Most people who work with teens will complain mightily of mood swings, and what they mean is the mood swings of teens. My take on it is a little bit different; I think they cause mood swings in the adults around them. Or maybe that's just me. I do know I have stable moods when I am away from them. Once I am around them, I am as mercurial as any emo friend of theirs.
This weekend, we had our first bad weather. I discovered an infestation of teens in my living room and they were the kind that eat tubes of yogurt and leave the wrappers behind, take fresh glasses for a second glass of juice and open all three bags of crackers because they have to smell them first to see if they will like them. They are the kind that never go home.
Of course, while I was glowering at them, Mazy came up to me and did one of these:
which means she has to go do what dogs do in the wild. Except it was sleeting and freezing out and when I asked one of those healthy, young teens to take her, they all burrowed deeper into their couch blankets. I pulled out the one teen who was mine.
"Dude Mom," Philip protested, "it's too wet even for the dog."
"Think of something," I told him, "you have to do at least one chore around here if you want to keep doing nothing."
I walked away. Five minutes later, Philip came back with the one girl who drives. They had an idea. We would put Mazy in her van, take the extension leash to the bottom of the street, reel it out and let her poop.
I thought about it. It sounded like a no. The wind howled. Mazy howled. "We'll try it."
Yup, there we were, inside the van, letting the dog leash out like fish line. The kids remembered to bring a flashlight so we could witness the moment of truth. Once they were certain Mazy was done, they started singing, "Celebrate..."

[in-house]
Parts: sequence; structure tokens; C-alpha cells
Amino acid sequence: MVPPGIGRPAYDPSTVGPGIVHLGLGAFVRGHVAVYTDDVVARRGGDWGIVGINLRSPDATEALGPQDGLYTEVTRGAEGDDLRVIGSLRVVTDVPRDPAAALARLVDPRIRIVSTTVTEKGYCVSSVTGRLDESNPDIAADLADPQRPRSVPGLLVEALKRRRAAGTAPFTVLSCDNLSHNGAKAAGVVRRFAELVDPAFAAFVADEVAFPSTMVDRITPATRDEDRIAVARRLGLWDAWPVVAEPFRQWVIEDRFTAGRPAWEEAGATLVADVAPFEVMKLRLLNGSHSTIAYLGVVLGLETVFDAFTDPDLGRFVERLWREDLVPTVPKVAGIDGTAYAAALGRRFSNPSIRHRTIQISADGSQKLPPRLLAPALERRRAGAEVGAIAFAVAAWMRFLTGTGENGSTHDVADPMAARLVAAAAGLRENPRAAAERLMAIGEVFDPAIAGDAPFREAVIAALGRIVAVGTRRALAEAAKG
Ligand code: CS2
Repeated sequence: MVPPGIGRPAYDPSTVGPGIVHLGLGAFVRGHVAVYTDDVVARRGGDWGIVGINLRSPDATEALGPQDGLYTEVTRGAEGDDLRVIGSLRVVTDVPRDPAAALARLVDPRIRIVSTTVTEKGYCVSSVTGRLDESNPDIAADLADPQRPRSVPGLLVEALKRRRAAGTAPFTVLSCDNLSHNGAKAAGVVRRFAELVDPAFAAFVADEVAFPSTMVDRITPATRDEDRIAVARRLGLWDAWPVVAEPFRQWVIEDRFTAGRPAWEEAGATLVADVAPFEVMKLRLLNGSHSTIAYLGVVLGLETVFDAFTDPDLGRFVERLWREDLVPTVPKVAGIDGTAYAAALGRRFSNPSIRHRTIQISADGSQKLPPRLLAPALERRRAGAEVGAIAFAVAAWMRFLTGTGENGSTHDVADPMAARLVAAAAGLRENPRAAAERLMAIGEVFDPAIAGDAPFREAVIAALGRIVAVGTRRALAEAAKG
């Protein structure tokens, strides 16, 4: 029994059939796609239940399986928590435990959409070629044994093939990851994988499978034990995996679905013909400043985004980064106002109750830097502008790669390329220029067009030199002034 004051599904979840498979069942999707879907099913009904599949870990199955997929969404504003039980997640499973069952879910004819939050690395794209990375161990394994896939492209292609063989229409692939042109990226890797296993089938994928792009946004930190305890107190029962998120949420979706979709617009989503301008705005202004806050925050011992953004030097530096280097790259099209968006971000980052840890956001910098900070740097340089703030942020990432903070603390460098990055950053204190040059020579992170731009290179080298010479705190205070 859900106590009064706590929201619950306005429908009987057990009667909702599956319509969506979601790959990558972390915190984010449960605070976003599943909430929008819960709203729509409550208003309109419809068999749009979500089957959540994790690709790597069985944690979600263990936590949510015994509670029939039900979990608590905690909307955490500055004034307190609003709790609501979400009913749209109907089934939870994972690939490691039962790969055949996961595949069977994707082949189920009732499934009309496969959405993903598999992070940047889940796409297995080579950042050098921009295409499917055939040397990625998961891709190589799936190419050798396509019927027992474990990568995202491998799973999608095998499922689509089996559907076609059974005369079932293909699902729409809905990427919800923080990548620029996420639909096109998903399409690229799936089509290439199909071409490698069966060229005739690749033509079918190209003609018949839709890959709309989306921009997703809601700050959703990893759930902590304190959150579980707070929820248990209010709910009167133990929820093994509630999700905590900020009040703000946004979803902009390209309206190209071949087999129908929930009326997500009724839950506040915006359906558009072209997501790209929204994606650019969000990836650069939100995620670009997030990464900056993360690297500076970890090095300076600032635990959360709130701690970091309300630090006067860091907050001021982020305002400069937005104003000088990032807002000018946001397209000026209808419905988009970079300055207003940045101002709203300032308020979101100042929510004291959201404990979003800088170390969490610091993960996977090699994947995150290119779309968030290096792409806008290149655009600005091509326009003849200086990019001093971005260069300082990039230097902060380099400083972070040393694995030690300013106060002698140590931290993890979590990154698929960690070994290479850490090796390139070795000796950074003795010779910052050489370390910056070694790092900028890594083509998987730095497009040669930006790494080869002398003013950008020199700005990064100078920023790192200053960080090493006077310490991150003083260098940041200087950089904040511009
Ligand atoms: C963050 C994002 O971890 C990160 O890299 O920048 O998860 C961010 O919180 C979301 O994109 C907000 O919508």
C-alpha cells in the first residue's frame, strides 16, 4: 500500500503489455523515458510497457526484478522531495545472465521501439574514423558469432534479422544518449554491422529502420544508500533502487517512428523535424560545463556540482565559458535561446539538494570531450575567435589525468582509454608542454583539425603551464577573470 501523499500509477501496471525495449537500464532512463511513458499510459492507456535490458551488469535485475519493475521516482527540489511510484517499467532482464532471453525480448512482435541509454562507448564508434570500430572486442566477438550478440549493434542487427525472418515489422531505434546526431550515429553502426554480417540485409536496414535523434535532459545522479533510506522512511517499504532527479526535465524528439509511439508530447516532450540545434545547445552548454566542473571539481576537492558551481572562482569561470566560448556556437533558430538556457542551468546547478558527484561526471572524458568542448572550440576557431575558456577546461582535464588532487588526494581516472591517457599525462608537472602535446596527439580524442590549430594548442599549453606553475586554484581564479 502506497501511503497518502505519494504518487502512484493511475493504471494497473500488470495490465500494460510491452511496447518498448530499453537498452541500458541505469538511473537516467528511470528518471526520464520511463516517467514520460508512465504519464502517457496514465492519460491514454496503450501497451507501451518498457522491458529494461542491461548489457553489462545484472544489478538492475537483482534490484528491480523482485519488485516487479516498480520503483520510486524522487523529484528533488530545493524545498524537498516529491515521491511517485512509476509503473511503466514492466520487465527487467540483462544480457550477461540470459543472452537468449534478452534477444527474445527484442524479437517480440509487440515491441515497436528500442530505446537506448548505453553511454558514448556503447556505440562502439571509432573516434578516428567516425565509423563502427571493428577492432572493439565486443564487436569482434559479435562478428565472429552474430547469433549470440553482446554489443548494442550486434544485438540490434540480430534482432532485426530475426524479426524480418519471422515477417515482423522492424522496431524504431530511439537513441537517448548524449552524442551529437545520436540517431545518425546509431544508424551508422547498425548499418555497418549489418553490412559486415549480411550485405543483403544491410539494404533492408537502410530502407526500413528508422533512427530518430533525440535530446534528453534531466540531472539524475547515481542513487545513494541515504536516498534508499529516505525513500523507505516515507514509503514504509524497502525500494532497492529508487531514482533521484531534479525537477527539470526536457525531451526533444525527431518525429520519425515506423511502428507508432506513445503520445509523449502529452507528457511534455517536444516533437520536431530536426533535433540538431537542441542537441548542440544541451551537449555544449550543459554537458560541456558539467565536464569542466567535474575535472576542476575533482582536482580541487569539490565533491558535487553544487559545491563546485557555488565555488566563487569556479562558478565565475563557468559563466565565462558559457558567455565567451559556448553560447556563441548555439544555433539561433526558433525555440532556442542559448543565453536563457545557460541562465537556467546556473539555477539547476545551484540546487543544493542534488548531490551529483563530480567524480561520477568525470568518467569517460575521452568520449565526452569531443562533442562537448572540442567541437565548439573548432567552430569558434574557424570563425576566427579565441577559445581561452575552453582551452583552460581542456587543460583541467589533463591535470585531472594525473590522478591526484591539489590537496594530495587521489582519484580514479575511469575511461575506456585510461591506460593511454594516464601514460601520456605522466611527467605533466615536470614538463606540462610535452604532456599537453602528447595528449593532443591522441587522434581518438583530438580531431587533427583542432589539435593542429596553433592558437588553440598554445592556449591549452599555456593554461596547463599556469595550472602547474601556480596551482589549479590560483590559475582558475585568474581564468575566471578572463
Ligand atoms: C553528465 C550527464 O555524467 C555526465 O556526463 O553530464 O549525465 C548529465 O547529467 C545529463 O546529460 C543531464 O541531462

I thought they did really well on that one. I picked up the wet socks, food wrappers and soda cans in a fine mood. That was Saturday.
Last night, Sunday, Christopher woke me up around 3 a.m. "Mom Dude, you know anything about MLA format for research? You'll like it. It's writing. Sort of."
I sat up. "Did you start it?"
Dumb question. And another mood change.
He had been playing Halo all day, and apparently all night. I was saying psychically sensitive things like, "So, have they ever done a study that correlates brain tumors with that headset?" and other things like, "You know, this is the kind of thing Howard Hughes would do if he were still alive. Remember, he's the guy who saved his urine?" Christopher kept putting his hand over the mic and whispering to his friends, "Wait. My MOM is here."
So yes, between 3 and 5 am this morning, I had to "help" research his MLA paper because he was involved in a Halo tournament of some kind. ("Help" means he sleeps while I find sources for research and document them) Around 5, Mazy gave her call of the wild again.
Philip woke up, rushed over to me at the computer and bear hugged me, "Remember when you used to call me Little Big Beluga?"
New mood change. Happy one. He walked the dog. I finished the research. I glowered at Christopher until I was at work, looking through some pictures on my phone. I knew I couldn't stay mad at him; he had taken this one of the kittens:
And I don't think anyone could look at that picture and not feel better.
Of course,they're due home any minute. With grades. I'll see how long that picture sustains me.